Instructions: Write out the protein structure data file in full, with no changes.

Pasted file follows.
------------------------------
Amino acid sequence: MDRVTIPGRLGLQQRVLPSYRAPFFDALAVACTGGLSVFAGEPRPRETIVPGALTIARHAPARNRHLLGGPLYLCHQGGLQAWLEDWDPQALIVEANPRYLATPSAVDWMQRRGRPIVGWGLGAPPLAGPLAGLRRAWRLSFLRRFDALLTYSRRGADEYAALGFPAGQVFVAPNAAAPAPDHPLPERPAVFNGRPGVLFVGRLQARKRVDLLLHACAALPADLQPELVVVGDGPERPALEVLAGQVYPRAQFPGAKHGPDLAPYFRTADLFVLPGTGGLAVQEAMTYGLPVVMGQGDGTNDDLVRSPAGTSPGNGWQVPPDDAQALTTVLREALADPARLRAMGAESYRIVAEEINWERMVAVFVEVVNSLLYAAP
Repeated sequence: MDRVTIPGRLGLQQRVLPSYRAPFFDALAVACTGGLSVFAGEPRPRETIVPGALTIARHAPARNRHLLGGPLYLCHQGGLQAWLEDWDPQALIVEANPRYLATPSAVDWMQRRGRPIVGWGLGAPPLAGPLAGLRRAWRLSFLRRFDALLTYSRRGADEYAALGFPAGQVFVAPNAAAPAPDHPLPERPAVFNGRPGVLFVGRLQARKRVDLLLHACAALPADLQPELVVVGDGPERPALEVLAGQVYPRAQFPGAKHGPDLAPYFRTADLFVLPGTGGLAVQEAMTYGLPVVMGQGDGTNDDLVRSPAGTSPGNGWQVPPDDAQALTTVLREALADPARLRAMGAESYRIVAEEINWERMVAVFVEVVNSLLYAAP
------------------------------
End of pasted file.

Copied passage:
Amino acid sequence: MDRVTIPGRLGLQQRVLPSYRAPFFDALAVACTGGLSVFAGEPRPRETIVPGALTIARHAPARNRHLLGGPLYLCHQGGLQAWLEDWDPQALIVEANPRYLATPSAVDWMQRRGRPIVGWGLGAPPLAGPLAGLRRAWRLSFLRRFDALLTYSRRGADEYAALGFPAGQVFVAPNAAAPAPDHPLPERPAVFNGRPGVLFVGRLQARKRVDLLLHACAALPADLQPELVVVGDGPERPALEVLAGQVYPRAQFPGAKHGPDLAPYFRTADLFVLPGTGGLAVQEAMTYGLPVVMGQGDGTNDDLVRSPAGTSPGNGWQVPPDDAQALTTVLREALADPARLRAMGAESYRIVAEEINWERMVAVFVEVVNSLLYAAP
Repeated sequence: MDRVTIPGRLGLQQRVLPSYRAPFFDALAVACTGGLSVFAGEPRPRETIVPGALTIARHAPARNRHLLGGPLYLCHQGGLQAWLEDWDPQALIVEANPRYLATPSAVDWMQRRGRPIVGWGLGAPPLAGPLAGLRRAWRLSFLRRFDALLTYSRRGADEYAALGFPAGQVFVAPNAAAPAPDHPLPERPAVFNGRPGVLFVGRLQARKRVDLLLHACAALPADLQPELVVVGDGPERPALEVLAGQVYPRAQFPGAKHGPDLAPYFRTADLFVLPGTGGLAVQEAMTYGLPVVMGQGDGTNDDLVRSPAGTSPGNGWQVPPDDAQALTTVLREALADPARLRAMGAESYRIVAEEINWERMVAVFVEVVNSLLYAAP